Dog parasites are the cause of many diseases in puppies and dogs.
To decrease the possibility of dog health problems in your pack, you need to learn how to recognize the symptoms as well as how to prevent and treat various canine parasites.
Whether your pooch is long-haired like Holly (pictured here) or sports a shorter haircut, you can keep him parasite-free.
Parasites can affect your dog in a variety of ways, ranging from simple irritation to causing life-threatening conditions if left untreated.
Some parasites can even transmit diseases from dogs to people.
Definition of Parasite
What exactly is a parasite, anyway? Generally speaking, a parasite is an organism that gets its nourishment by feeding either on or within another animal.
These unwanted pests get on or inside a host, travel to a suitable spot, eat as much as they want to, and then they or their offspring leave the host to find another host.
There are many canine parasites that can infect your dog. Some of them live on the skin. Others live inside the body and can damage various organs. Let's take a look at these two main types of dog parasites -- external and internal.
Dog External Parasites
External parasites live on your dog's skin and hair. The most common ones are fleas and ticks.
These little bloodsuckers are much more than just annoying.
They're also dangerous because they often carry diseases from one host animal to another.
They're often harder to find on dogs with longer hair (like this Golden Retriever).
But if you're careful when you check him out after a walk, you can usually find ticks, and sometimes fleas.
Lice and mites are tiny organisms that feed on your dog's skin and generally cause severe itching and hair loss, leading to open sores that may become infected.
Canine Internal Parasites
As the name suggests, internal parasites live inside your dog's body. If left untreated, they can cause great damage to your pet -- even death.
They're a common problem affecting almost all pets at some point in their lives.
In fact, many pets have intestinal worms either before birth or within the first few months of life.
Common internal parasites include hookworms, roundworms, tapeworms, whipworms and heartworms.
In addition to worms, there are some common single cell protozoan parasites that can also cause problems, including coccidia, giardia and cryptosporidium.
Internal parasites have numerous ways of infecting your pet. Your veterinarian will generally check for any signs of parasites when you take your pooch in for a check-up. However, because there are so many different types of parasites, the signs and symptoms vary greatly.
Symptoms of Parasites In Dogs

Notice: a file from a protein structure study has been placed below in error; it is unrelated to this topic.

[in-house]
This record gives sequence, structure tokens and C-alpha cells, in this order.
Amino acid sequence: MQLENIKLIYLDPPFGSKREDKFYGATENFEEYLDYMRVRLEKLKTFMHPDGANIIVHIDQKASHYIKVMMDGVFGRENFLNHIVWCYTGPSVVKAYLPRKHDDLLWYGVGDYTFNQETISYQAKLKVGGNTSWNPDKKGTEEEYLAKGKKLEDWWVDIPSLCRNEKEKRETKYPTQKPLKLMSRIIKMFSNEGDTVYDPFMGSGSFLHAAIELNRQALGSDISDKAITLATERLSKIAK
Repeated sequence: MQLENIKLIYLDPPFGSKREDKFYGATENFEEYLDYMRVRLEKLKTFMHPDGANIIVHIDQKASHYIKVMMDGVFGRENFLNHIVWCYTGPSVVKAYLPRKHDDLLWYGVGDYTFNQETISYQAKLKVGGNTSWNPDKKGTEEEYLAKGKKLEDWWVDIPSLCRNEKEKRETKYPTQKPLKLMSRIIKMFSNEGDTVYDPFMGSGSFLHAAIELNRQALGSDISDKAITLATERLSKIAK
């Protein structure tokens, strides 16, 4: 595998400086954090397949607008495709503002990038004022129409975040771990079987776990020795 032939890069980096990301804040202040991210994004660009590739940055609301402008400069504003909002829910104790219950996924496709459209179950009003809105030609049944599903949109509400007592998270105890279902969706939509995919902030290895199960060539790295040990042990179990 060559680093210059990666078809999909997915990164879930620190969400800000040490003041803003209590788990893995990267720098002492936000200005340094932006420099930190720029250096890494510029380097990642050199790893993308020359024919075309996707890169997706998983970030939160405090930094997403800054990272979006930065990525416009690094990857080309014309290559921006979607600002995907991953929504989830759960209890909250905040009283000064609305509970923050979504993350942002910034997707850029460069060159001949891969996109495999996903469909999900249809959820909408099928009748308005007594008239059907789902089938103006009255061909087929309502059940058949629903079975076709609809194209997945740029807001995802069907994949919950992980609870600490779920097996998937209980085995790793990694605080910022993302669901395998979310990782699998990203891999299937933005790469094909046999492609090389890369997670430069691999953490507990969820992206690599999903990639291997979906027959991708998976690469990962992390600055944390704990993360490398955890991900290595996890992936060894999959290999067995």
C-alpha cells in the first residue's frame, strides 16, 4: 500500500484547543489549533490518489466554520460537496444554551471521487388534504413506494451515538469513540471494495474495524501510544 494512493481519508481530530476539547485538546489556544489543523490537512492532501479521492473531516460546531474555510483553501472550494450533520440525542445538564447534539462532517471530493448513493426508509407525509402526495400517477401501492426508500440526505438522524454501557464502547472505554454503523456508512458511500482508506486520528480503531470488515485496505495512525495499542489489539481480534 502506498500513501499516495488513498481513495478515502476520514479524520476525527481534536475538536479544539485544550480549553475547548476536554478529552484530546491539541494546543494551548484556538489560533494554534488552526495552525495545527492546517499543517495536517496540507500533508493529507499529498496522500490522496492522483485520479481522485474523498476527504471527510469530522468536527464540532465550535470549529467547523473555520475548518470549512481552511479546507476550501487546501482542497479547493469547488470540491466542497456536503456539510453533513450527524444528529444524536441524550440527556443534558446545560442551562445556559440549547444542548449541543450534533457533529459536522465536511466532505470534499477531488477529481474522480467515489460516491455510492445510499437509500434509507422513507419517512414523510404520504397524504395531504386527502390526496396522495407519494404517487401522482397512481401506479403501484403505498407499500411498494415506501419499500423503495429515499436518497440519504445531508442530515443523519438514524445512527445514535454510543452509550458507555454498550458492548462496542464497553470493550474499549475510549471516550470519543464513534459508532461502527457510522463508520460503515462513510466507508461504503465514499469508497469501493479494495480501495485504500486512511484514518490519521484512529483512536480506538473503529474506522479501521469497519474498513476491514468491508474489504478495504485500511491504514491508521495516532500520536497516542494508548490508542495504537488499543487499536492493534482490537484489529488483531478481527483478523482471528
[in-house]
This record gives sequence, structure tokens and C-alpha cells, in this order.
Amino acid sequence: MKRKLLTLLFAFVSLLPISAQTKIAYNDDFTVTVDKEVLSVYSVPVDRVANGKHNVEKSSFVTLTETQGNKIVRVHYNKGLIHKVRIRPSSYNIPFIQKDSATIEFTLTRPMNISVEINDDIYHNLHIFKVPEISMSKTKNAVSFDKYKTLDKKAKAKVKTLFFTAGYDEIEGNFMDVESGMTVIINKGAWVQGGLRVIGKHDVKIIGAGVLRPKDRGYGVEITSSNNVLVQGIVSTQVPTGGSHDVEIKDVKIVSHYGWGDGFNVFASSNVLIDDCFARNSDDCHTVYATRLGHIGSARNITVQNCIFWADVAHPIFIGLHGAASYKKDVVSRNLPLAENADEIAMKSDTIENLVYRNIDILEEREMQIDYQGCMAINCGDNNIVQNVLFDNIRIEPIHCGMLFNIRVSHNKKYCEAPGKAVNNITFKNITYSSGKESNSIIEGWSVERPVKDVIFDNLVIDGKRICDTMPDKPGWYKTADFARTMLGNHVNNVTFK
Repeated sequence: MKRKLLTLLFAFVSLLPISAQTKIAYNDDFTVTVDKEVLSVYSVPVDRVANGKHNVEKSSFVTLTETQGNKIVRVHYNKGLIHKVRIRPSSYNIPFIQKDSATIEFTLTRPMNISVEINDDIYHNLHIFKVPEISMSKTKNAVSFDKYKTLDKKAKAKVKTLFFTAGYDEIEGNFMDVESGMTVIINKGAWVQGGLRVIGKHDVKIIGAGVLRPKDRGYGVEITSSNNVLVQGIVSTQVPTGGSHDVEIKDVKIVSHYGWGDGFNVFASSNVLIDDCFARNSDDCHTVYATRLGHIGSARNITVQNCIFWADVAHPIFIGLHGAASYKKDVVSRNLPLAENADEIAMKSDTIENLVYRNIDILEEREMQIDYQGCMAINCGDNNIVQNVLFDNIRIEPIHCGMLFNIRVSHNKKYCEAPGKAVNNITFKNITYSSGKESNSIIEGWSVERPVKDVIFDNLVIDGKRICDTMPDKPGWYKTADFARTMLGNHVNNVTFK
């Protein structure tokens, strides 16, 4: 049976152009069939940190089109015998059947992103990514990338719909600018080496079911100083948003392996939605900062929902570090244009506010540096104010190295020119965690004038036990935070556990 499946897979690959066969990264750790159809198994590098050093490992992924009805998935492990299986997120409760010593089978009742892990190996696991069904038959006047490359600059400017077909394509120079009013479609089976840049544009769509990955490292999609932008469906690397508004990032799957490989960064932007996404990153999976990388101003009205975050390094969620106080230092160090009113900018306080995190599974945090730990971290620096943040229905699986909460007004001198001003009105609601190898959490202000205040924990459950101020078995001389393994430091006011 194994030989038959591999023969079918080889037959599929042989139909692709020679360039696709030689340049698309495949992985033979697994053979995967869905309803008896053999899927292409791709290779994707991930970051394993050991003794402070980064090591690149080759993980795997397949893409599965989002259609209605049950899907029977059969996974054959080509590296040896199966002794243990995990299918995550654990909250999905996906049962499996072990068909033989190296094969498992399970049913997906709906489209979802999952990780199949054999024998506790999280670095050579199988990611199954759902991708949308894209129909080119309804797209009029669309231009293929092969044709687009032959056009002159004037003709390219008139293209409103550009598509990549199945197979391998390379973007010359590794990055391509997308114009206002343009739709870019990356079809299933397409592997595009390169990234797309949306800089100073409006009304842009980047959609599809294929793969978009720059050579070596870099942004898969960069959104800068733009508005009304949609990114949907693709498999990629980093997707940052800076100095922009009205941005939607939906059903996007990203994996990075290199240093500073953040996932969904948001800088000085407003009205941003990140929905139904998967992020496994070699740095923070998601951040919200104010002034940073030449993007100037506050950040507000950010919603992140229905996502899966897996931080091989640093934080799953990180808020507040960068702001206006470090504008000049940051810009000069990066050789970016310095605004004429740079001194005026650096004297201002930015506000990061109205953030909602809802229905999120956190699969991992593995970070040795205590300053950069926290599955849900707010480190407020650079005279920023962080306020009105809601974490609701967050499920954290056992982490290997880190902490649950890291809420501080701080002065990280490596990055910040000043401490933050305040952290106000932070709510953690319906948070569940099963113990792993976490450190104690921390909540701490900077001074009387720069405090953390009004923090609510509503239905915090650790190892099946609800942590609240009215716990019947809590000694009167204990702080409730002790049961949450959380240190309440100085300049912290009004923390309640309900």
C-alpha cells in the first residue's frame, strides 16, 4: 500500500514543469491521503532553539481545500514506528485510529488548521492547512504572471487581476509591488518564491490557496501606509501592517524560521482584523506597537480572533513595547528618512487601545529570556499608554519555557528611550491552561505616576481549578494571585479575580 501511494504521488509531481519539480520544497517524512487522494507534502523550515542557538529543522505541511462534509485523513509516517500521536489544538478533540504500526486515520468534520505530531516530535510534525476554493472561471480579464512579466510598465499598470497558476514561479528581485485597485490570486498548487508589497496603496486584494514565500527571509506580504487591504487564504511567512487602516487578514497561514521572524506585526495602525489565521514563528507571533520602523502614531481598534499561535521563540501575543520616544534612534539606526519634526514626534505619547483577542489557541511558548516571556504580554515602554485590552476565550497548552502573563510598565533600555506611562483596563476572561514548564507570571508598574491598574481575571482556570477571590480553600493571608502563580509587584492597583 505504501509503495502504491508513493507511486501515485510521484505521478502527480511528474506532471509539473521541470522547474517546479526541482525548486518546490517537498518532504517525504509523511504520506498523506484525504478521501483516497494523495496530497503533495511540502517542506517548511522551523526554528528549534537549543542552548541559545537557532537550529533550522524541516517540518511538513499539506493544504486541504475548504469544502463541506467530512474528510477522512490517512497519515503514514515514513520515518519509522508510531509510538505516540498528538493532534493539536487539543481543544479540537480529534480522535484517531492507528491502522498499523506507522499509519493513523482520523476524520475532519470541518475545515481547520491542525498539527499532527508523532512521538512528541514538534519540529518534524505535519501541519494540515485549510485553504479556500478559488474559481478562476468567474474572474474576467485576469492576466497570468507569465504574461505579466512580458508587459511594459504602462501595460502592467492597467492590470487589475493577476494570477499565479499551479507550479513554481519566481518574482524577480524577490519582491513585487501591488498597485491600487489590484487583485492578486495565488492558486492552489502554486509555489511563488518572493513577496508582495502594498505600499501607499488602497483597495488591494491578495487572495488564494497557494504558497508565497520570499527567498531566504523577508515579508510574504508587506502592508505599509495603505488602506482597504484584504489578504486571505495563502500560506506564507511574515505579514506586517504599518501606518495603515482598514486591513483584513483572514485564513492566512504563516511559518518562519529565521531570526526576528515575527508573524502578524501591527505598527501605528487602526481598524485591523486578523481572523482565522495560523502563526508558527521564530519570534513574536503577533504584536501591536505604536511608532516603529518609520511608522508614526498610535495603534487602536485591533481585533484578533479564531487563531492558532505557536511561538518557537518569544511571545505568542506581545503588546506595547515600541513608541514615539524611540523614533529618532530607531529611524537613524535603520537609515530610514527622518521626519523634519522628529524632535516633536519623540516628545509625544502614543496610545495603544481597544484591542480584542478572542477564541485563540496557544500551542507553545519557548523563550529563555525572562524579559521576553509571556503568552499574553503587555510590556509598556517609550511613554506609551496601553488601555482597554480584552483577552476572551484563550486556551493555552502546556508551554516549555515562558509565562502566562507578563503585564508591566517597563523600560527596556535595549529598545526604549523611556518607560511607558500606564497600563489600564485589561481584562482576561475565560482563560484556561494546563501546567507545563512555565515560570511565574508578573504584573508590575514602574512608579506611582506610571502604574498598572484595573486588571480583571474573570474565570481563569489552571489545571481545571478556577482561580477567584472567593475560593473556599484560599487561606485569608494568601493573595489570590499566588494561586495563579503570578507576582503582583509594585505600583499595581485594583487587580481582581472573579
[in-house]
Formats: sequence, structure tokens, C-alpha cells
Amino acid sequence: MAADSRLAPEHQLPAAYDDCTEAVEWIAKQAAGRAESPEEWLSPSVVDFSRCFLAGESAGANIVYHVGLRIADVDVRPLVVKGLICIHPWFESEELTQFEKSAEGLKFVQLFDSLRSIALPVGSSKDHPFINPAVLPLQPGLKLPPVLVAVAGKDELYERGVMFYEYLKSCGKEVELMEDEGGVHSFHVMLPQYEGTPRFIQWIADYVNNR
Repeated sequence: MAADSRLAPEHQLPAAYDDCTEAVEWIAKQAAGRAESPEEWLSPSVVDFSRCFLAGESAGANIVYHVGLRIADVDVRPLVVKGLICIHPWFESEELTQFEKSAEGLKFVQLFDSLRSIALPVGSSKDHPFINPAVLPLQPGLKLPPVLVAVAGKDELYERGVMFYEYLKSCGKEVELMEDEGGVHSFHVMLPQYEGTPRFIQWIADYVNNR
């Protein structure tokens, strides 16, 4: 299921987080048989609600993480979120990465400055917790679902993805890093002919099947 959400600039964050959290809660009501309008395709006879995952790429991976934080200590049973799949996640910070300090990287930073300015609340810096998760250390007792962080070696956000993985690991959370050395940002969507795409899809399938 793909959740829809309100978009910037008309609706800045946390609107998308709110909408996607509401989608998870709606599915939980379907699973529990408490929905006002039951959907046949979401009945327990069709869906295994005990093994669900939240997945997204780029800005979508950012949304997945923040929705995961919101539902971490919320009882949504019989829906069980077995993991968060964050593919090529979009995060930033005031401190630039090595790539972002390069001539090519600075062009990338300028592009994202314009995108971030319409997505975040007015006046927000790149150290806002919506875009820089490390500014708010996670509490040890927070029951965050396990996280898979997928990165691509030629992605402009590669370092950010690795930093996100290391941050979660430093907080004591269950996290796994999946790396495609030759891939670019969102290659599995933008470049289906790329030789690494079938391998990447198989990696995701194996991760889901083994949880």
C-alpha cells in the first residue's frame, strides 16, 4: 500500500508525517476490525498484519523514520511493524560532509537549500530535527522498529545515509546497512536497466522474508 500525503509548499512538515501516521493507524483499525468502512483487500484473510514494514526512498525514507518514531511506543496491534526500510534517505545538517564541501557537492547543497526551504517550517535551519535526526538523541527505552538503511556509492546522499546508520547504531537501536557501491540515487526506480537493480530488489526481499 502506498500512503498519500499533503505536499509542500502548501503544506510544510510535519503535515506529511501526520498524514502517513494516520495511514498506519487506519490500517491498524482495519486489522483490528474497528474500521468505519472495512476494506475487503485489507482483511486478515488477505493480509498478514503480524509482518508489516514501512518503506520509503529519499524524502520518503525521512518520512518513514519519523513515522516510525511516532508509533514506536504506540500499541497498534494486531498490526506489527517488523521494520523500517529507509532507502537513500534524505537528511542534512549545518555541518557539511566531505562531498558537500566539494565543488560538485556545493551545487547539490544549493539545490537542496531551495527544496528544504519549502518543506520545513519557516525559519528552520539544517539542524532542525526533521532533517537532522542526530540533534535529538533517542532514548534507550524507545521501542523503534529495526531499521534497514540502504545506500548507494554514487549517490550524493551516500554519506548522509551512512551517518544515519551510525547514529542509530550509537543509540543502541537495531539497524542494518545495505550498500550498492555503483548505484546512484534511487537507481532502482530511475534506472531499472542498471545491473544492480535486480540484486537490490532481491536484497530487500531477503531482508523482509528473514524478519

Monitoring for any changes in behavior, appetite, or water consumption, along with regular visits to your veterinarian, will help you discover internal parasites that may have taken up residence inside your dog.
Make a special visit to your veterinarian if your dog has diarrhea, vomiting, weight loss, increased scooting, a dull coat, or if you see worms under his tail, in his bedding, or in his stool.
Diagnosis and Treatment of Dog Parasites
Your vet will probably ask you to bring in a fresh stool sample to help him determine what type of internal parasite is present so that he can recommend the appropriate treatment.
Prompt treatment of internal parasites lessens your dog's discomfort, decreases the chances of intestinal damage, and reduces the possibility of your dog infecting humans or other animals.
Effective control of external parasites is available and often involves monthly medication with a prescription product. You may also need to use special shampoos and/or topical medications to soothe the injured skin while the parasites are eliminated.
Preventing Dog Parasites
The larger parasites on dogs are usually visible to the naked eye, so you can check for ticks and fleas during your frequent grooming sessions.
If you can avoid walking your pup in areas with long grass, you'll bring fewer of the pests back home with you.
Reduce the chance of spreading canine intestinal parasites by always cleaning up your dog's poop as soon as possible, or training him to clean up after himself.
(I think this photo is a joke, but it's a great idea!)
You can also try to avoid areas where lots of other dogs have left their calling cards.
By following your veterinarian's recommendations and having your pet tested for parasites annually, you can protect your dog and your family from potentially harmful dog parasites all year long.
Return from Dog Parasites
to Dog Health Made Simple Home Page